As the year drew to a close, it started to become apparent that Affleck's movie was the most generally agreeable choice. It was a consensus pick. It was something everyone could agree on. And in a voting procedure that features the preferential ballot, that was going to be of the utmost importance. But when the Oscar nominations were revealed on the morning of January 10, all hope, but for a moment, seemed to be lost. "Argo" received seven nominations, but the film's director was skipped over by that branch for more artful choices like Michael Haneke and Benh Zeitlin.

The Academy's schedule change had yielded a bit of chaos for the guilds, which voted much earlier than normal and missed this and that (like lead actress Emmanuelle Riva in "Amour" or supporting actor Christoph Waltz in "Django Unchained"). But this perceived "snub" wasn't really owed to that. Theories were aplenty. Perhaps many directors felt that Affleck was sure to be nominated, so they wanted their vote to be felt elsewhere. Perhaps there was a bit of putting the actor-turned-filmmaker in his place. No one can be sure, but the film took a hit as other contenders like "Les Misérables," "Life of Pi," "Lincoln" and even "Silver Linings Playbook" all received more nominations. Indeed, "Lincoln"'s field-leading 12 made it, for all of a day, the odds-on favorite to win Best Picture. For the first time this season, Spielberg's handsome effort had a tangible feeling of being "the one."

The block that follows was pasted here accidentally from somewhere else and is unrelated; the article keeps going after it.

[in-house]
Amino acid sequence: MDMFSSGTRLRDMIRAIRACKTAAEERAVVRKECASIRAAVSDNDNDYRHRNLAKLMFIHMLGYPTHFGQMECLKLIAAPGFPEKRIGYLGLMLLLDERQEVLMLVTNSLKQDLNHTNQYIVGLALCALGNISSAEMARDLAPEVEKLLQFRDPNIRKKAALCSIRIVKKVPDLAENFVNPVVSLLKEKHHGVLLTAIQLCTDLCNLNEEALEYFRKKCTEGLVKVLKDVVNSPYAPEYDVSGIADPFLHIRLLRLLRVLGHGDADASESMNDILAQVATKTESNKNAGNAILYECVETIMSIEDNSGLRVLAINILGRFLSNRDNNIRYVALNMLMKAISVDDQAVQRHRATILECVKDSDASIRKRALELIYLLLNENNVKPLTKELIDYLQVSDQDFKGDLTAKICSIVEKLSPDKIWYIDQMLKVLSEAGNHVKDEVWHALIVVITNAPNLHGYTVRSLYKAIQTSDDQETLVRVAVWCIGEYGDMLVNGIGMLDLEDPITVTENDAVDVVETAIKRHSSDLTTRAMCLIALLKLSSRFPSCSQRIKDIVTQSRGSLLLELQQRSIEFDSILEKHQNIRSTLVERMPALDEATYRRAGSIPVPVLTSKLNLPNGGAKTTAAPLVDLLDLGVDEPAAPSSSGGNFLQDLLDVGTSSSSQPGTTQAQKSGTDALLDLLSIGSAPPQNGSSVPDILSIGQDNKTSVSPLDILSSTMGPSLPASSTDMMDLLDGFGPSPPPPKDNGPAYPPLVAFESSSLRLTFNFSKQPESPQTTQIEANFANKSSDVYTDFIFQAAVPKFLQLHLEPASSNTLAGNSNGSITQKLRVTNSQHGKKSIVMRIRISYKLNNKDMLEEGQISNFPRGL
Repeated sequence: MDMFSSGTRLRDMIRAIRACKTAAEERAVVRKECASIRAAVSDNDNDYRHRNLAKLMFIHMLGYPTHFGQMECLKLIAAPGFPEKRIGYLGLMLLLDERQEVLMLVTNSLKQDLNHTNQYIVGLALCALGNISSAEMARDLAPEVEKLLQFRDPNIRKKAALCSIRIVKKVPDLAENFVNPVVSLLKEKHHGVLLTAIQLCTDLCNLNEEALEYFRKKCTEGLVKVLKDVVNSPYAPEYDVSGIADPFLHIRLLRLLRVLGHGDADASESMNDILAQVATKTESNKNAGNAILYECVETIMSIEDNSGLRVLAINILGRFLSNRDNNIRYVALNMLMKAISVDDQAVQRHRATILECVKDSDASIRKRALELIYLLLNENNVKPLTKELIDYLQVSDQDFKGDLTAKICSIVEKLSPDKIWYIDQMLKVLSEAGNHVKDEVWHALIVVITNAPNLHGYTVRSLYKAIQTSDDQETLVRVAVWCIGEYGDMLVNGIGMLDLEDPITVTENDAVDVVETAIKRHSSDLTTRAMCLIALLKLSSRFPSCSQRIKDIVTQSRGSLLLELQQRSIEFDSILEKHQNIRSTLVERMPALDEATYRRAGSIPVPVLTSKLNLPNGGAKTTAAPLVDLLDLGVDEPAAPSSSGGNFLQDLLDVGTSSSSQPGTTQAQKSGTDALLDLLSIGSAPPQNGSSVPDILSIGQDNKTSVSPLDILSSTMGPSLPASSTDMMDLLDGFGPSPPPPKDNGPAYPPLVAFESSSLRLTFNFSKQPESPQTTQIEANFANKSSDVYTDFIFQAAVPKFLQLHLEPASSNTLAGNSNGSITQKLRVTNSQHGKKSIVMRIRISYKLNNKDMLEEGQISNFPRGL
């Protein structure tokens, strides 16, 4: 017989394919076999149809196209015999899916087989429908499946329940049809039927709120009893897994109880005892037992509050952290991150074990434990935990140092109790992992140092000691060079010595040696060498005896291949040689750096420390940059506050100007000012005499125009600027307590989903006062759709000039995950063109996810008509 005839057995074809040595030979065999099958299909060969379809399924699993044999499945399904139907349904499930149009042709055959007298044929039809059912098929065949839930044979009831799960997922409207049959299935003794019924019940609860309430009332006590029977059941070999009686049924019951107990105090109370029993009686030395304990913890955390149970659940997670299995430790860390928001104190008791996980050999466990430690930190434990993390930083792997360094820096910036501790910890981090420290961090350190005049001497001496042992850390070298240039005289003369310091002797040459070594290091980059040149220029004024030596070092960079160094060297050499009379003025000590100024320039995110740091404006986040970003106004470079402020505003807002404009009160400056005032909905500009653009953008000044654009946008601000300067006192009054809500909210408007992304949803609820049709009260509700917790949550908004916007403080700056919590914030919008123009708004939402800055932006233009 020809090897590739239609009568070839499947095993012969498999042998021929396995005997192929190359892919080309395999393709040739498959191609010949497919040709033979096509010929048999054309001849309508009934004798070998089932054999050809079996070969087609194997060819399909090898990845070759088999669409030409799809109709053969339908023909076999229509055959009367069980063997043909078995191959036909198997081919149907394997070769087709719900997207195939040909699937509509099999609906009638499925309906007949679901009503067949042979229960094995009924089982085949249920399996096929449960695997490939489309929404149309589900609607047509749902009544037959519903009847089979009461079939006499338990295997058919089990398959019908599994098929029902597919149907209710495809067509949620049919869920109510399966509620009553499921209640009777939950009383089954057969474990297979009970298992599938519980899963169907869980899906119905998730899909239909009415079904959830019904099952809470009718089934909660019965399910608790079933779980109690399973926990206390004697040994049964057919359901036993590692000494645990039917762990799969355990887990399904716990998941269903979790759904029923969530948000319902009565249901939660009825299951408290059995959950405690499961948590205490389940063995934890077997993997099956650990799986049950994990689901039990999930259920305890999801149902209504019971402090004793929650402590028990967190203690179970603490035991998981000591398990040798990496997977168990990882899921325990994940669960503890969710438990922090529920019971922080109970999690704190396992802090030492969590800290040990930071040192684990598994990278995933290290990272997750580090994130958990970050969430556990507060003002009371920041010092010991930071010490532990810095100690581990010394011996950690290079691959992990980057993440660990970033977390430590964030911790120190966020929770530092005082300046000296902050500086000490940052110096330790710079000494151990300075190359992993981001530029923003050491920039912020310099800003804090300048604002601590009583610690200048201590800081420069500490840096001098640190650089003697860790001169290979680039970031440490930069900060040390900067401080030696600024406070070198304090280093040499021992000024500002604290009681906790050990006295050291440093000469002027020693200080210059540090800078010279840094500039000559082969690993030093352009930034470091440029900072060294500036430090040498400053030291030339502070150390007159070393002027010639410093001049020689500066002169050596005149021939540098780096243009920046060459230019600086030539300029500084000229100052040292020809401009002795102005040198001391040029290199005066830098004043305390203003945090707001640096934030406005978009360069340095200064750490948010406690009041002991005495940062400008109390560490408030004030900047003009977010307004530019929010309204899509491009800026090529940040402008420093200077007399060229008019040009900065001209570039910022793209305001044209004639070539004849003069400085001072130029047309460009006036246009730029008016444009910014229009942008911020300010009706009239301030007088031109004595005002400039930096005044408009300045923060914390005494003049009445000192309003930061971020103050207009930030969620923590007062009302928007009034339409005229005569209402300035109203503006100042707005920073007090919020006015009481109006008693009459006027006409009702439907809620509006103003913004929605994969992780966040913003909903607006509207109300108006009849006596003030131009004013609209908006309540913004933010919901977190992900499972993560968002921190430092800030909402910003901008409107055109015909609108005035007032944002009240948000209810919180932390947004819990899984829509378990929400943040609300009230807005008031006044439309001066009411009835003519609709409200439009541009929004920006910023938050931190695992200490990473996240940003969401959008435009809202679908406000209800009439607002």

That night, things would start to change. At the Critics' Choice Movie Awards, "Argo" would win Best Picture and Best Director. "I'd like to thank the Academy," Affleck said in cheeky retort to the morning's shocking turn of events. It was a happy moment for the team, one that felt like it would be a nice consolation. But the idea nevertheless began to formulate: Could "Argo" become only the fourth film in the Academy's history to win Best Picture without a Best Director nomination?